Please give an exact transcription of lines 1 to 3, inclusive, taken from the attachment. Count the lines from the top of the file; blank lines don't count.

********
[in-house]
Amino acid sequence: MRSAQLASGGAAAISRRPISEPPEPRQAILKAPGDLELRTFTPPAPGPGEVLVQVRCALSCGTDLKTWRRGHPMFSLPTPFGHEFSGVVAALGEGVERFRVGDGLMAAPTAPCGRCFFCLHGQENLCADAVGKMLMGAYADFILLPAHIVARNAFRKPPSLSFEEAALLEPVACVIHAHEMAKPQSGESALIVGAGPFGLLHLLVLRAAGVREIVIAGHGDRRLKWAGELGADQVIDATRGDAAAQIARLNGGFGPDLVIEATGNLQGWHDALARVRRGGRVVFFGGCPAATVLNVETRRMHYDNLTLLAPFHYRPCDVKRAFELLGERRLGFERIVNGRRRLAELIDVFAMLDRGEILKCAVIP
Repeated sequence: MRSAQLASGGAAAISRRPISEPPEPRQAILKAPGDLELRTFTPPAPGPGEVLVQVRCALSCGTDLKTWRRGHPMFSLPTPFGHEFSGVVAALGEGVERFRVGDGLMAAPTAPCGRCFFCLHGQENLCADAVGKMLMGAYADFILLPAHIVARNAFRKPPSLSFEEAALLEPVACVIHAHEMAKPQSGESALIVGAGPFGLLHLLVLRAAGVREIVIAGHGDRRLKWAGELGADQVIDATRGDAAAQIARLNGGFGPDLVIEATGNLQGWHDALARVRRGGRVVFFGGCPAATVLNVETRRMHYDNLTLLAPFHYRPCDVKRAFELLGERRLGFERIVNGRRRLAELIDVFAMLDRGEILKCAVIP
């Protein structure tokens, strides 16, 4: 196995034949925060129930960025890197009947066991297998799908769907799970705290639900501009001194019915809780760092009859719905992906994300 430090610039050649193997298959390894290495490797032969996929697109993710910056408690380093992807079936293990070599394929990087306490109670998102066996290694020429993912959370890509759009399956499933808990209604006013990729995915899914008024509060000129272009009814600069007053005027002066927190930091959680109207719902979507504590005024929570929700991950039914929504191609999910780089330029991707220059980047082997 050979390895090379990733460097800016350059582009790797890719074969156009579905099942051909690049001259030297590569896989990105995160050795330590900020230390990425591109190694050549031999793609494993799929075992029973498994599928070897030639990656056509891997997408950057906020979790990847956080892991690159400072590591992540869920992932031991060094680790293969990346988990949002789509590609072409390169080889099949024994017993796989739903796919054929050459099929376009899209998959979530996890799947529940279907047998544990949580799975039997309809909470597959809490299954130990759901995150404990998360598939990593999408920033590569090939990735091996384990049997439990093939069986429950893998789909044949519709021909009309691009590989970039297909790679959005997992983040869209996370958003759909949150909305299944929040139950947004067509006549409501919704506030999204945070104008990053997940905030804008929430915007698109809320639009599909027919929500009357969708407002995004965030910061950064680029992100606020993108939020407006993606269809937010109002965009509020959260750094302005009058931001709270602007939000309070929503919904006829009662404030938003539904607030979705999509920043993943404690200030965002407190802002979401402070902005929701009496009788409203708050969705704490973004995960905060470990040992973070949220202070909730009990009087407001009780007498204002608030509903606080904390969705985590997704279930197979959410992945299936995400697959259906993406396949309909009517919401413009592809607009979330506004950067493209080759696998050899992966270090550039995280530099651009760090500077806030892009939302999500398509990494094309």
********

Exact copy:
[in-house]
Amino acid sequence: MRSAQLASGGAAAISRRPISEPPEPRQAILKAPGDLELRTFTPPAPGPGEVLVQVRCALSCGTDLKTWRRGHPMFSLPTPFGHEFSGVVAALGEGVERFRVGDGLMAAPTAPCGRCFFCLHGQENLCADAVGKMLMGAYADFILLPAHIVARNAFRKPPSLSFEEAALLEPVACVIHAHEMAKPQSGESALIVGAGPFGLLHLLVLRAAGVREIVIAGHGDRRLKWAGELGADQVIDATRGDAAAQIARLNGGFGPDLVIEATGNLQGWHDALARVRRGGRVVFFGGCPAATVLNVETRRMHYDNLTLLAPFHYRPCDVKRAFELLGERRLGFERIVNGRRRLAELIDVFAMLDRGEILKCAVIP
Repeated sequence: MRSAQLASGGAAAISRRPISEPPEPRQAILKAPGDLELRTFTPPAPGPGEVLVQVRCALSCGTDLKTWRRGHPMFSLPTPFGHEFSGVVAALGEGVERFRVGDGLMAAPTAPCGRCFFCLHGQENLCADAVGKMLMGAYADFILLPAHIVARNAFRKPPSLSFEEAALLEPVACVIHAHEMAKPQSGESALIVGAGPFGLLHLLVLRAAGVREIVIAGHGDRRLKWAGELGADQVIDATRGDAAAQIARLNGGFGPDLVIEATGNLQGWHDALARVRRGGRVVFFGGCPAATVLNVETRRMHYDNLTLLAPFHYRPCDVKRAFELLGERRLGFERIVNGRRRLAELIDVFAMLDRGEILKCAVIP